The array of Class objects passed to getMethod() should be equal in length to the number of arguments of the method you want to call, and the Class arguments themselves should represent the types of those arguments. In your code, the number of Class objects is always equal to the number of TextFields, and they are always String.class. Therefore you'll only be able to find and call methods that have the same number of arguments as you have TextFields, and only if all the arguments are supposed to be Strings. Presumably few methods meet those criteria, so most of the time you'll get a MethodNotFoundException.
I don't see anything that suggests this code will try to invoke more than one method, but who knows what happens outside of the code you've shown us.
As far as your number 2: it's not at all an easy problem. Many of your argument Strings will be ambiguious: the String "27" could validly be an int, an Integer, a long, a Long, a Short, a short, a byte, a Byte, an Object, etc. So you have to start from the Method objects, find out what parameter types they accept, and then work backwards to see if the Strings you have can be converted to those types. And don't forget that methods can be overloaded: for any given method name, you would have to look at all the methods of that name and try to match their argument lists against the Strings you have to work with. In the general case, it's a fairly hard problem; expect to write a decent chunk of code to solve it.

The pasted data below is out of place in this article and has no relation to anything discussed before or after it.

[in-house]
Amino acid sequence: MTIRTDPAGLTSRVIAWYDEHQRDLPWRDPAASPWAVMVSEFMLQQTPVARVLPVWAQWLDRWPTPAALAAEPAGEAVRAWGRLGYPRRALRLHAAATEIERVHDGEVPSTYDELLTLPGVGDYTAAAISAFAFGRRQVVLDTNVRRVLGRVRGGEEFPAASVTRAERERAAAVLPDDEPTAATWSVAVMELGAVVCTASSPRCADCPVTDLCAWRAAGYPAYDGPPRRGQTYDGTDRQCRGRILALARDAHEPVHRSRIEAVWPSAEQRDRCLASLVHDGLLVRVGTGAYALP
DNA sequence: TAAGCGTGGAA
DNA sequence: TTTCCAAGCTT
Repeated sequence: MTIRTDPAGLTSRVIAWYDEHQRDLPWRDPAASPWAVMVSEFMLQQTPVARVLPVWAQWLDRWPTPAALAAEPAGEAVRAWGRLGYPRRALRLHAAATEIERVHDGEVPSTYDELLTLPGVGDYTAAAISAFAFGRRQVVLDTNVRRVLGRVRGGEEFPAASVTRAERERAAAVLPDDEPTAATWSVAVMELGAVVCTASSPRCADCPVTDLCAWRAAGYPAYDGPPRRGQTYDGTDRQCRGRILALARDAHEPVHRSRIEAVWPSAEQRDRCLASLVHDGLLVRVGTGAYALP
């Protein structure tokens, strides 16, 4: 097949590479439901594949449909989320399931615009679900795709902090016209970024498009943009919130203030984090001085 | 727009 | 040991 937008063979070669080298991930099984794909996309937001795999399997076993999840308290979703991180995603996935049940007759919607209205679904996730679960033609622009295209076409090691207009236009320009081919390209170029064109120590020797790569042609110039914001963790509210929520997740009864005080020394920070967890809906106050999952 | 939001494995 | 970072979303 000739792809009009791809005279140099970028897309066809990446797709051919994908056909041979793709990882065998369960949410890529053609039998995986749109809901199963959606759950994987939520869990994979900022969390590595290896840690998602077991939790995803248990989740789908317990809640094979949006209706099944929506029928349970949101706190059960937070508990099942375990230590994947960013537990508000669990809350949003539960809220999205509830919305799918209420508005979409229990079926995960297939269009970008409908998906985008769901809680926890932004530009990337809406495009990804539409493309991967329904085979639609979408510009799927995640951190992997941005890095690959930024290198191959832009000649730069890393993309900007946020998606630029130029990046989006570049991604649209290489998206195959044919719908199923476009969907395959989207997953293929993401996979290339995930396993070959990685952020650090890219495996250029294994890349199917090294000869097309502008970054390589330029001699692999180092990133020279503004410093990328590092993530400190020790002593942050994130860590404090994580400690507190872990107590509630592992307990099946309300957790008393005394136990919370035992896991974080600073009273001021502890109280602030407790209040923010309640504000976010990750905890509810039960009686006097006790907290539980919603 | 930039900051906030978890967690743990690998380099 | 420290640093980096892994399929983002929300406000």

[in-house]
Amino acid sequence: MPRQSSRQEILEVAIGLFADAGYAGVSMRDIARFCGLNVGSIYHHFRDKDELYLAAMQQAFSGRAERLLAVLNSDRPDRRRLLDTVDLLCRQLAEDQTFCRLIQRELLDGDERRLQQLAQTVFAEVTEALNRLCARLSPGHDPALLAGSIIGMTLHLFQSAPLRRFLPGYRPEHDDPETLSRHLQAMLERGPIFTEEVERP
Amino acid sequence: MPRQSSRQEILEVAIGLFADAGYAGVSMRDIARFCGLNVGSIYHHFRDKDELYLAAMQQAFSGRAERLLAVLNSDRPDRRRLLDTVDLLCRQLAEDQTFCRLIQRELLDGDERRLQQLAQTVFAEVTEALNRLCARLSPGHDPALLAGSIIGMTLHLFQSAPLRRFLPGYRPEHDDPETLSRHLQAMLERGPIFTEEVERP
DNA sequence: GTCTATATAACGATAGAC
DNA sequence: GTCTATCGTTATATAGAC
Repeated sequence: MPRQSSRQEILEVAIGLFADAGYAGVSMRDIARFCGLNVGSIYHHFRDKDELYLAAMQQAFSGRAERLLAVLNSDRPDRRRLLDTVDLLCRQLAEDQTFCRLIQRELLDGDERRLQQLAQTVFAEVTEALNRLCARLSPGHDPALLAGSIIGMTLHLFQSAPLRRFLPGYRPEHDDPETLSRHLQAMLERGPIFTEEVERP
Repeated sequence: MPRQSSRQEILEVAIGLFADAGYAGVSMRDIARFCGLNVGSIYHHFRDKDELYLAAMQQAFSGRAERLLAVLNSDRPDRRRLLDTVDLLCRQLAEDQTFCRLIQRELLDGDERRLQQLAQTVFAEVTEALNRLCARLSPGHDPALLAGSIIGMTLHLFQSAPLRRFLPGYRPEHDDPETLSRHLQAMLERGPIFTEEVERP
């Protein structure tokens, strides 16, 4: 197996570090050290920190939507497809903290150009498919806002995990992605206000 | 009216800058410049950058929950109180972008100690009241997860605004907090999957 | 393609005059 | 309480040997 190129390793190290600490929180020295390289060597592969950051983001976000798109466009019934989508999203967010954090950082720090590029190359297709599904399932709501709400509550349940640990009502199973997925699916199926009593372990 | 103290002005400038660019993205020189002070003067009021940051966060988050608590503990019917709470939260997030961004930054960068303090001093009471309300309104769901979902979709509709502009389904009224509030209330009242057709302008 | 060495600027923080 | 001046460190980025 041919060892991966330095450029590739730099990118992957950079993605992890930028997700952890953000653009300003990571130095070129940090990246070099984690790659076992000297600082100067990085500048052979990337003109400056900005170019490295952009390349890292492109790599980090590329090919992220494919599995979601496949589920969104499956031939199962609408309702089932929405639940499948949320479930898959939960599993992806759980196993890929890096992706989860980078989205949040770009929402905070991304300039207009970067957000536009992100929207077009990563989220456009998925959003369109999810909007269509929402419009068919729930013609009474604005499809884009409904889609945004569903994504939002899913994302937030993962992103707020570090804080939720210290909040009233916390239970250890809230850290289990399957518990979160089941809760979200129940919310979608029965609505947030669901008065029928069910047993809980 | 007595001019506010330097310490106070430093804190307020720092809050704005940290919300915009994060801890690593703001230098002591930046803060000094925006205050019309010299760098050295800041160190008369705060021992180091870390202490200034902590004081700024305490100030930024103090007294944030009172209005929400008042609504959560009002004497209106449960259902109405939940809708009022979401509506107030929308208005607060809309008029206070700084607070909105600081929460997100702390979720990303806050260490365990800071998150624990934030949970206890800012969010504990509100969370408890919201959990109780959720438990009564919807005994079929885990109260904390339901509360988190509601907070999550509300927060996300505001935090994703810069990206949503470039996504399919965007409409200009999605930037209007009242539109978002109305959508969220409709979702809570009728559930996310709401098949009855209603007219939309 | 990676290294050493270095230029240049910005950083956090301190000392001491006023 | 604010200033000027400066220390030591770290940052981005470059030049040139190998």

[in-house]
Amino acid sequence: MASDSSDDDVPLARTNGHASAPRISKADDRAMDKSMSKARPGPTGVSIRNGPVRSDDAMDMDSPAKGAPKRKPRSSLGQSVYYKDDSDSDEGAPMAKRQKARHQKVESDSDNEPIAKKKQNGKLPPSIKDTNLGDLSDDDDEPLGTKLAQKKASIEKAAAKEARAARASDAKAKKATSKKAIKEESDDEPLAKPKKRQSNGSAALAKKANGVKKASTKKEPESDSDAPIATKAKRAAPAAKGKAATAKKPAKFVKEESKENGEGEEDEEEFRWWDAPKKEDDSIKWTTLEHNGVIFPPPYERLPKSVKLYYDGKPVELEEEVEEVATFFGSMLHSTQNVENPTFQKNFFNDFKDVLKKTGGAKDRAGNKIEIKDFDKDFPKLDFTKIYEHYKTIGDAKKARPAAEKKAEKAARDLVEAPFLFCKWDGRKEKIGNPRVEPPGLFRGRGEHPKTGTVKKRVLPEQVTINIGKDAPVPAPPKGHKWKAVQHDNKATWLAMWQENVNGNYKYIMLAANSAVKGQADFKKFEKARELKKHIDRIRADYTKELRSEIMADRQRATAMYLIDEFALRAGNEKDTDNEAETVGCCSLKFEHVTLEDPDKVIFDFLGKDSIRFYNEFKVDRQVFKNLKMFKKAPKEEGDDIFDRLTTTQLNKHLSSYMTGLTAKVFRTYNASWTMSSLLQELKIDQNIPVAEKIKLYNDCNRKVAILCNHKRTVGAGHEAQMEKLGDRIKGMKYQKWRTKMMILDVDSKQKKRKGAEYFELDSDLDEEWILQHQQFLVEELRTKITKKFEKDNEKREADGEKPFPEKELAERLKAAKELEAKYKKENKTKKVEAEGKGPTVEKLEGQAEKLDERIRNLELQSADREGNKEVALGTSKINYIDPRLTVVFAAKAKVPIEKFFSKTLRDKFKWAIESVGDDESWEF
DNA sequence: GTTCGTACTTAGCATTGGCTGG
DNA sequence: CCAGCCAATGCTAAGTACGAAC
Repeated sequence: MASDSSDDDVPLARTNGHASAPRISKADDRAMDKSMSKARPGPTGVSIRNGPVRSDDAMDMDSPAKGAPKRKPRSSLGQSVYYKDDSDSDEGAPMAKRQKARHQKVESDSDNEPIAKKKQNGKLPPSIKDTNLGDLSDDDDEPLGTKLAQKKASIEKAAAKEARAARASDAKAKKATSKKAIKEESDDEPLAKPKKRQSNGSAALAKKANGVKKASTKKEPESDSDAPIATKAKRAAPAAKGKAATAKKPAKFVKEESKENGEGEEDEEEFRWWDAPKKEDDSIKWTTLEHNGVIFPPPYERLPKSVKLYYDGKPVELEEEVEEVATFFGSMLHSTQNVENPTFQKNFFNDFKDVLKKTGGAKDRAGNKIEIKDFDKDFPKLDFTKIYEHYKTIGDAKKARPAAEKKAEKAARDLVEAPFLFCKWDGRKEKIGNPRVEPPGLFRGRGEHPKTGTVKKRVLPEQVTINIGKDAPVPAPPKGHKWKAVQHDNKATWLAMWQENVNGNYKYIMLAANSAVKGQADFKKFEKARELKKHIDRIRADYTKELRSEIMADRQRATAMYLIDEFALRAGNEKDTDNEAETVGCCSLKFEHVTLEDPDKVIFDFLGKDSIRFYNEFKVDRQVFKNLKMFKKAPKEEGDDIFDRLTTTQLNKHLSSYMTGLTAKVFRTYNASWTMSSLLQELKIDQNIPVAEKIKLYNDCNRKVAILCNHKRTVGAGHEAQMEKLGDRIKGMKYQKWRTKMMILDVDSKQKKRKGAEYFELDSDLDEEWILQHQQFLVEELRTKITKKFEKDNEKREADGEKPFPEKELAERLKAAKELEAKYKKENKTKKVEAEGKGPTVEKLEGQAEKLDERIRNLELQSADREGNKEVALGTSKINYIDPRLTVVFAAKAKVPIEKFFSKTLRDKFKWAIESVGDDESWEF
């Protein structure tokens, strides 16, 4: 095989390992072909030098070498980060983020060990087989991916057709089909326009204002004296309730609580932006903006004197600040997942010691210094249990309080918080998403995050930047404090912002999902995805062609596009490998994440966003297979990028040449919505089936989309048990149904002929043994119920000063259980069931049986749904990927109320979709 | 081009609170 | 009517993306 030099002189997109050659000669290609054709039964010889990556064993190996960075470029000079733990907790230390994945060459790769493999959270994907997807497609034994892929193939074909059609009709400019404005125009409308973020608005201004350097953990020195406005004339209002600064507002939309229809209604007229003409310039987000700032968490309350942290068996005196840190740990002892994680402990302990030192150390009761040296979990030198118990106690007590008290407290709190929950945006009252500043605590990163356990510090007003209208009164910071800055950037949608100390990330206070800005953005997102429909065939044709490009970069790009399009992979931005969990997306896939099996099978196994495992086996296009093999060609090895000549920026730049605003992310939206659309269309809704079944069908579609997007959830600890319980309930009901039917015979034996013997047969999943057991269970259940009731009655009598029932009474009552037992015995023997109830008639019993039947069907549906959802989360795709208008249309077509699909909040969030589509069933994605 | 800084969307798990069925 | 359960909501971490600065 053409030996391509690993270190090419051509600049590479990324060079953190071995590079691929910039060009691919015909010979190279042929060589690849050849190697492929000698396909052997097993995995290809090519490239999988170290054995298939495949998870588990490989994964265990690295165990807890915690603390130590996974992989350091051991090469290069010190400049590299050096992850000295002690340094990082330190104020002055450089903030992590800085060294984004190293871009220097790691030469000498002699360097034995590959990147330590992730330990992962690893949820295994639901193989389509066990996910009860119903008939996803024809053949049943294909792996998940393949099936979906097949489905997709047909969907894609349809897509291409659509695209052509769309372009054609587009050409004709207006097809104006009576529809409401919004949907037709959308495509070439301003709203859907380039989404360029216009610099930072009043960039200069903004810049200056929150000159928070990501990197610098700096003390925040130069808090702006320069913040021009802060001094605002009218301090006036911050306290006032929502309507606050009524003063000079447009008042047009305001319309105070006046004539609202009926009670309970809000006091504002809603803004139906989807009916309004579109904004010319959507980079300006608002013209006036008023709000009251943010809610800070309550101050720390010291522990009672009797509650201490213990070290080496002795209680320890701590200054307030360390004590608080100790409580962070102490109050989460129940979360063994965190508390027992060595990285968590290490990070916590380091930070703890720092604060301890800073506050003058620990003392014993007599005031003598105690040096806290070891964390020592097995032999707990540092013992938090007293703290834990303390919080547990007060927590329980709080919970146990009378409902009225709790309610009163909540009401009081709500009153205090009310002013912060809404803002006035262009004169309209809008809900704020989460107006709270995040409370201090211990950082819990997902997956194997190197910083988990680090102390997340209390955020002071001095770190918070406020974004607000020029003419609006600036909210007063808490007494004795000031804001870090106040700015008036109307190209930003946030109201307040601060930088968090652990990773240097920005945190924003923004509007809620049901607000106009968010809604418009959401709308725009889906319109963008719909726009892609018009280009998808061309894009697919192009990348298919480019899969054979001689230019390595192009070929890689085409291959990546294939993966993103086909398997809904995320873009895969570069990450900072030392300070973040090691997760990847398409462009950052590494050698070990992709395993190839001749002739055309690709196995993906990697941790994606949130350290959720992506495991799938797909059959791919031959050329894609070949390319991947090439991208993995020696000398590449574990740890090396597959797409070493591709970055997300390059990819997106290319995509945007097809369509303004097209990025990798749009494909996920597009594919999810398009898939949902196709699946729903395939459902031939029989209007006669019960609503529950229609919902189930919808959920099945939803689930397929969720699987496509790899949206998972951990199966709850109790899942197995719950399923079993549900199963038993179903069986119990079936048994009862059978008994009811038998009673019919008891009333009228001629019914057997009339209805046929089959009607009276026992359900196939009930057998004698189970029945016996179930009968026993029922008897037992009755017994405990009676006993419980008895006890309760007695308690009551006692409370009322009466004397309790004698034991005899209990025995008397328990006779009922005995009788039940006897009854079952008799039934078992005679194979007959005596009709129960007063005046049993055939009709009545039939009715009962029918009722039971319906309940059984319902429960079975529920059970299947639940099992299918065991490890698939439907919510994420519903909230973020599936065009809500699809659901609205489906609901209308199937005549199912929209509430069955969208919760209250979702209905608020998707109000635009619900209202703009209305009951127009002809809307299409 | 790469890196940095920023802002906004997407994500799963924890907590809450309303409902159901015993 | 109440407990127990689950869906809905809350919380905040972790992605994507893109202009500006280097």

Note that scripting environments for Java do exist, so if this has some purpose, as opposed to just being a learning exercise, you might want to try to embed one of them and use its existing code that does this. Check out "BeanShell", "Groovy", and "Jython", if you're interested.
Here is an an interpreter I made to play with reflection. It has simple rules for inferring datatypes, but relies on the user to give hints at times. For example to indicate 27 is a String they'd have to type "27" with quotes. See Argument and Reflector for bits that may be of most interest.
A good question is never answered. It is not a bolt to be tightened into place but a seed to be planted and to bear more seed toward the hope of greening the landscape of the idea. John Ciardi